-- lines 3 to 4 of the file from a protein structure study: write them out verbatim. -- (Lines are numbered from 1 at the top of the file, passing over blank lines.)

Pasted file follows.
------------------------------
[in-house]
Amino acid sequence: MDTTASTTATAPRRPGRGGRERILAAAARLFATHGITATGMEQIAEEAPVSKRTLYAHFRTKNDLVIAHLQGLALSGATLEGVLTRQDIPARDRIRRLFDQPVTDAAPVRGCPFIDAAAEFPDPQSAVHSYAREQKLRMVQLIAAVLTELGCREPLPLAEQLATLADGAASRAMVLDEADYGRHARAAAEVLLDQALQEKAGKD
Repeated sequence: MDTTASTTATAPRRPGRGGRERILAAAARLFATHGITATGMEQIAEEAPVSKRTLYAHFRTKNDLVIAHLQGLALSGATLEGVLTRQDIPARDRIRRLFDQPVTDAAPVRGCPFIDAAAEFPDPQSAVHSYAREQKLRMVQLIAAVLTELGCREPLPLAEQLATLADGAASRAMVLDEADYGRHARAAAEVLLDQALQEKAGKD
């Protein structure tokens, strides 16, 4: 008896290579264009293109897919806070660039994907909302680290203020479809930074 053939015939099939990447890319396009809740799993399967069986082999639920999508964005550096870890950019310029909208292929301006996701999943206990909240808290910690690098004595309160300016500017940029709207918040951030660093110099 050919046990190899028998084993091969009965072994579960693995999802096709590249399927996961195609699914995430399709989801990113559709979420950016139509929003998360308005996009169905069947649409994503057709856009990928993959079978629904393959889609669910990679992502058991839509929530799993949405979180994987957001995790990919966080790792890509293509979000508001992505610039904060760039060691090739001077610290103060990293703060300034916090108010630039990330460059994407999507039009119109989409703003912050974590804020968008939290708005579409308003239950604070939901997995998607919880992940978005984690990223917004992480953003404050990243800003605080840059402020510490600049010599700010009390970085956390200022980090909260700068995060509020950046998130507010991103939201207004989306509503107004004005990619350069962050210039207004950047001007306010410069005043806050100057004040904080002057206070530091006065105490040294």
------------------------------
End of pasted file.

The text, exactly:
Repeated sequence: MDTTASTTATAPRRPGRGGRERILAAAARLFATHGITATGMEQIAEEAPVSKRTLYAHFRTKNDLVIAHLQGLALSGATLEGVLTRQDIPARDRIRRLFDQPVTDAAPVRGCPFIDAAAEFPDPQSAVHSYAREQKLRMVQLIAAVLTELGCREPLPLAEQLATLADGAASRAMVLDEADYGRHARAAAEVLLDQALQEKAGKD
């Protein structure tokens, strides 16, 4: 008896290579264009293109897919806070660039994907909302680290203020479809930074 053939015939099939990447890319396009809740799993399967069986082999639920999508964005550096870890950019310029909208292929301006996701999943206990909240808290910690690098004595309160300016500017940029709207918040951030660093110099 050919046990190899028998084993091969009965072994579960693995999802096709590249399927996961195609699914995430399709989801990113559709979420950016139509929003998360308005996009169905069947649409994503057709856009990928993959079978629904393959889609669910990679992502058991839509929530799993949405979180994987957001995790990919966080790792890509293509979000508001992505610039904060760039060691090739001077610290103060990293703060300034916090108010630039990330460059994407999507039009119109989409703003912050974590804020968008939290708005579409308003239950604070939901997995998607919880992940978005984690990223917004992480953003404050990243800003605080840059402020510490600049010599700010009390970085956390200022980090909260700068995060509020950046998130507010991103939201207004989306509503107004004005990619350069962050210039207004950047001007306010410069005043806050100057004040904080002057206070530091006065105490040294």